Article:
New Orleans was under water again Saturday as Hurricane Rita's storm surge cascaded over the city's patched levees, just days after already-devastated neighborhoods had been pumped dry.
Floodwaters were pooling along areas that were slammed by Hurricane Katrina last month and have been all but abandoned ever since. The water covered piles of rubble and mud-caked cars, rising swiftly to the top of first-floor windows.
CBS News correspondent Sharyn Alfonsi reports that water cascaded out of canals and back onto city streets, covering cars and buckling already battered homes with more than eight feet of water.
With waterfalls as wide as 30 feet, it was difficult to tell if the problem was water flowing over the levees, or
"It's like looking at a murder," Quentrell Jefferson of the Ninth Ward said Friday as he watched news of the flooding at a church in Lafayette, 125 miles west of New Orleans. "The first time is bad. After that, you numb up."
The lashing rain had stopped by early Saturday, but forecasters cautioned that more could come. Rita made landfall early Saturday as a Category 3 storm just east of Sabine Pass, on the Texas-Louisiana line, more than 275 miles from New Orleans.
. There were fears it would stall, dumping as much as 25 inches of rain.
"We're getting only the fringes, so that's good," said Phil Grigsby, a National Weather Service meteorologist in New Orleans. The wind-driven storm surge was expected to diminish.
An initial surge of water Friday spilled over a patched levee protecting the impoverished Ninth Ward, flooding the neighborhood with at least 6 feet of water. Leaks beneath another levee flooded homes with at least a half-foot of water. Meanwhile, wind-whipped waves pushed water from Lake Pontchartrain over a seawall.
Despite the levee problems, meteorologists were turning their attention west to the communities in the storm's crosshairs such as Lake Charles and Cameron.
"I know we're all concerned about New Orleans, but I'm more focused on these other communities right now," said Max Mayfield, director of the National Hurricane Center in Miami. "That's where people are going to die."
The flooding came as Rita began lashing the Gulf Coast with rain and wind, and up to 500,000 people in southwestern Louisiana headed north. Some who fought hours of gridlock to get out of Texas were frustrated to find they had to keep going to stay out of the storm.
Lake Charles was a virtual ghost town. Before nightfall, squalls were flattening sugar cane fields and knocking over trees near New Iberia, about 110 miles west of New Orleans.
In New Orleans, water poured through gaps in the Industrial Canal levee, which engineers had tried to repair after Katrina's floodwaters left 80 percent of the city under water. The rushing water spilled east into St. Bernard Parish, where ducks swam down Judge Perez Drive.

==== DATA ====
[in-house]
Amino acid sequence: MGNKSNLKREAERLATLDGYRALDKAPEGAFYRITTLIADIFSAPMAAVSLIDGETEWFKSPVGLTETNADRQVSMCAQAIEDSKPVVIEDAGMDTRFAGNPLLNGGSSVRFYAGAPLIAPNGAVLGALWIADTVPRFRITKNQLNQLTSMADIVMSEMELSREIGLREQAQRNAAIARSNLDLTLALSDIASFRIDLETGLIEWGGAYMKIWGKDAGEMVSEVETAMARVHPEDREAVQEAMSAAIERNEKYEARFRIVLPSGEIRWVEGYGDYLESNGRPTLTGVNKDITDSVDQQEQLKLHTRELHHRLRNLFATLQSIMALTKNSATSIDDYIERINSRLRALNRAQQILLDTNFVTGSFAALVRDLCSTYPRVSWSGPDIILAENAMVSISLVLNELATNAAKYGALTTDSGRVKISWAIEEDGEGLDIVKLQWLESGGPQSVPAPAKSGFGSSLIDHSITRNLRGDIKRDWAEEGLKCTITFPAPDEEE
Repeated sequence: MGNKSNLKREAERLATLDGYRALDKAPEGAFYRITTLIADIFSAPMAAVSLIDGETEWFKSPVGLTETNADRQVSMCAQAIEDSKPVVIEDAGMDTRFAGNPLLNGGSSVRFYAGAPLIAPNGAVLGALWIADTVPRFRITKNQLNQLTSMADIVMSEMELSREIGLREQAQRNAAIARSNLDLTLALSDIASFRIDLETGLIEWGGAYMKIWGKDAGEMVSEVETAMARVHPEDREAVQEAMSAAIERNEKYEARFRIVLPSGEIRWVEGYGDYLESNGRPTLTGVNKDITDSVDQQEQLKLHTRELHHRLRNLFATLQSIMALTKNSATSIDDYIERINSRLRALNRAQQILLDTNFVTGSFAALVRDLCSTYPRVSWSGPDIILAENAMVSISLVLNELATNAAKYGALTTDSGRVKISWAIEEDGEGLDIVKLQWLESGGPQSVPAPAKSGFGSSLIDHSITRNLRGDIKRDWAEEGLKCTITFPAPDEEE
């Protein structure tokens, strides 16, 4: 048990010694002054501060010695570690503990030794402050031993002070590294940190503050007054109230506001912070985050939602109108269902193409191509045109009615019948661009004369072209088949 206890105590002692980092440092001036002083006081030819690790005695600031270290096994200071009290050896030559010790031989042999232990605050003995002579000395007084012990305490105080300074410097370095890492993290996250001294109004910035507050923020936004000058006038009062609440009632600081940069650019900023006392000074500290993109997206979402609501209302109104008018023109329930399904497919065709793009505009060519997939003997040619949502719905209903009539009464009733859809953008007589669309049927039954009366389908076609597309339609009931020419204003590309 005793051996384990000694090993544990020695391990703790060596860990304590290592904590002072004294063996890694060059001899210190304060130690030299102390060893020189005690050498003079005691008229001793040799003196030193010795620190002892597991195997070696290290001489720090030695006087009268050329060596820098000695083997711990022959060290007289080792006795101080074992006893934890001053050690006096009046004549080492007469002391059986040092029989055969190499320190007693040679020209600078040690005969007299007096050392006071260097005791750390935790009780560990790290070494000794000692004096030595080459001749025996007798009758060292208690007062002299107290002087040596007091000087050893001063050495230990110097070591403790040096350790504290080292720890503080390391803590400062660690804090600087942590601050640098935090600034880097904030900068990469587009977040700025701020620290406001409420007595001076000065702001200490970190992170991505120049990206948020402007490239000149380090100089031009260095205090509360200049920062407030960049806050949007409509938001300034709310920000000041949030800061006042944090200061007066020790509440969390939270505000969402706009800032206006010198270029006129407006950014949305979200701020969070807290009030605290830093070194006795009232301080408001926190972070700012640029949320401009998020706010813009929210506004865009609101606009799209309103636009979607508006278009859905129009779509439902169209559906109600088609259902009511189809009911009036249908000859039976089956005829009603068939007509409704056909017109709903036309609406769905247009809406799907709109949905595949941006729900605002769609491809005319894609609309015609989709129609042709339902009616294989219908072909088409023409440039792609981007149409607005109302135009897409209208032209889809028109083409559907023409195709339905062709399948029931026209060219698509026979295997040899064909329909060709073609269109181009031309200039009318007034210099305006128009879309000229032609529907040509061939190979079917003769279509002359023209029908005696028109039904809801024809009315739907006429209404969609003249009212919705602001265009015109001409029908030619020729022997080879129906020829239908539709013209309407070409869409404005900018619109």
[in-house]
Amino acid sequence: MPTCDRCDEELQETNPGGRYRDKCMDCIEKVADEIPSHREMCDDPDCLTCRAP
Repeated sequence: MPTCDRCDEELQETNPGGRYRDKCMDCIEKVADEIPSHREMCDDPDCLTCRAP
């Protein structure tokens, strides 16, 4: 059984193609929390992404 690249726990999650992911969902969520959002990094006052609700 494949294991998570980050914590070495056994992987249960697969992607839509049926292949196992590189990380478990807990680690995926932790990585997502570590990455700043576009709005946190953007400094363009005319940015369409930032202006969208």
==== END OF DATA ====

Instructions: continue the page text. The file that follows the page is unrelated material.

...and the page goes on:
The storm surge was both stronger and earlier than expected, apparently coming through waterways southeast of the city, said Col. Richard Wagenaar, the Army Corps of Engineers' district chief in New Orleans. Water poured over piles of gravel and sandbags in the damaged Industrial Canal levee despite efforts to build it up.
"We believed the 8-foot elevation was sufficient" to protect the Ninth Ward, Wagenaar said.
Farther north, water 6 to 8 inches deep was streaming into homes south of Lake Pontchartrain, spouting from beneath two gravel-and-rock patches on the London Avenue Canal levee. Corps engineers said they expected the leaks.
"It's a rock levee," said Richard Pinner, who is supervising the levee's repair for the corps.
Officials with the corps said other levees around the city appeared secure. The problems would set back repairs at least three weeks, Wagenaar said, but June is still the target for getting the levees back to pre-Katrina strength.
The water level in Lake Pontchartrain likely will not rise much more but will remain high enough to pose a continued danger to the "flimsy" repairs, said Paul Kemp, a storm-surge expert at Louisiana State University.
The additional flooding brought by Hurricane Rita also would complicate the search for the dead left by Hurricane Katrina.
"It's going to make it a lot tougher," said Richard Dier, a FEMA group supervisor who oversees hundreds of people searching for bodies. "We'd like to start where we left off, but my men don't submerge or go into houses with deep water."
On Friday, Katrina's death toll stood at 841 in Louisiana and 1,078 across the Gulf Coast.
Mark Madary, a St. Bernard Parish councilman, said houses that were under 12 feet of water after Katrina would probably get an additional 3 feet. He accused the Army Corps of Engineers of not rebuilding the levee properly.
"Everybody's home's been crushed, and let's hope their dreams aren't," he said.